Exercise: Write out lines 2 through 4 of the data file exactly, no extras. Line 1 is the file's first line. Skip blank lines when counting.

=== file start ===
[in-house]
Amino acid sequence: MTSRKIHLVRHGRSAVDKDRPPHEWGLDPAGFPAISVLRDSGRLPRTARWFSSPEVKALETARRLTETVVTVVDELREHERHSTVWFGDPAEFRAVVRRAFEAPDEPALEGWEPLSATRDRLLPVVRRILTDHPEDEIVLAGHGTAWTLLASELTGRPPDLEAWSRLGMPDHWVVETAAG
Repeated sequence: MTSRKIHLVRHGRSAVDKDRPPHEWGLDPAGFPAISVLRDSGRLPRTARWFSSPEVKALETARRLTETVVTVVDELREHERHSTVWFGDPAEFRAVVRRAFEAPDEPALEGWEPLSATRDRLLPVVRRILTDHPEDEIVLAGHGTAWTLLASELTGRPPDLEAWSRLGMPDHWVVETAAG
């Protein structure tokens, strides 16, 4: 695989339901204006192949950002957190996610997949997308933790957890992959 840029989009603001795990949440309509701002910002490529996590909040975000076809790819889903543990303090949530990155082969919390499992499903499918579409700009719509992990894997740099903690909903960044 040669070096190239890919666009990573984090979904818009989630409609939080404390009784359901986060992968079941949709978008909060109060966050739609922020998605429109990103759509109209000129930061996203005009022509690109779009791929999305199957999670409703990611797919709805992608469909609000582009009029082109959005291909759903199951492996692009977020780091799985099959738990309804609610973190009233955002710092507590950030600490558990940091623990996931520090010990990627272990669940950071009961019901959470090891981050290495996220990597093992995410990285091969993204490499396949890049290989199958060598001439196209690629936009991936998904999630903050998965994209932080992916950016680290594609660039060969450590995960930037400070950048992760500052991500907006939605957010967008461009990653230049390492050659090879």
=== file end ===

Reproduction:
Amino acid sequence: MTSRKIHLVRHGRSAVDKDRPPHEWGLDPAGFPAISVLRDSGRLPRTARWFSSPEVKALETARRLTETVVTVVDELREHERHSTVWFGDPAEFRAVVRRAFEAPDEPALEGWEPLSATRDRLLPVVRRILTDHPEDEIVLAGHGTAWTLLASELTGRPPDLEAWSRLGMPDHWVVETAAG
Repeated sequence: MTSRKIHLVRHGRSAVDKDRPPHEWGLDPAGFPAISVLRDSGRLPRTARWFSSPEVKALETARRLTETVVTVVDELREHERHSTVWFGDPAEFRAVVRRAFEAPDEPALEGWEPLSATRDRLLPVVRRILTDHPEDEIVLAGHGTAWTLLASELTGRPPDLEAWSRLGMPDHWVVETAAG
């Protein structure tokens, strides 16, 4: 695989339901204006192949950002957190996610997949997308933790957890992959 840029989009603001795990949440309509701002910002490529996590909040975000076809790819889903543990303090949530990155082969919390499992499903499918579409700009719509992990894997740099903690909903960044 040669070096190239890919666009990573984090979904818009989630409609939080404390009784359901986060992968079941949709978008909060109060966050739609922020998605429109990103759509109209000129930061996203005009022509690109779009791929999305199957999670409703990611797919709805992608469909609000582009009029082109959005291909759903199951492996692009977020780091799985099959738990309804609610973190009233955002710092507590950030600490558990940091623990996931520090010990990627272990669940950071009961019901959470090891981050290495996220990597093992995410990285091969993204490499396949890049290989199958060598001439196209690629936009991936998904999630903050998965994209932080992916950016680290594609660039060969450590995960930037400070950048992760500052991500907006939605957010967008461009990653230049390492050659090879």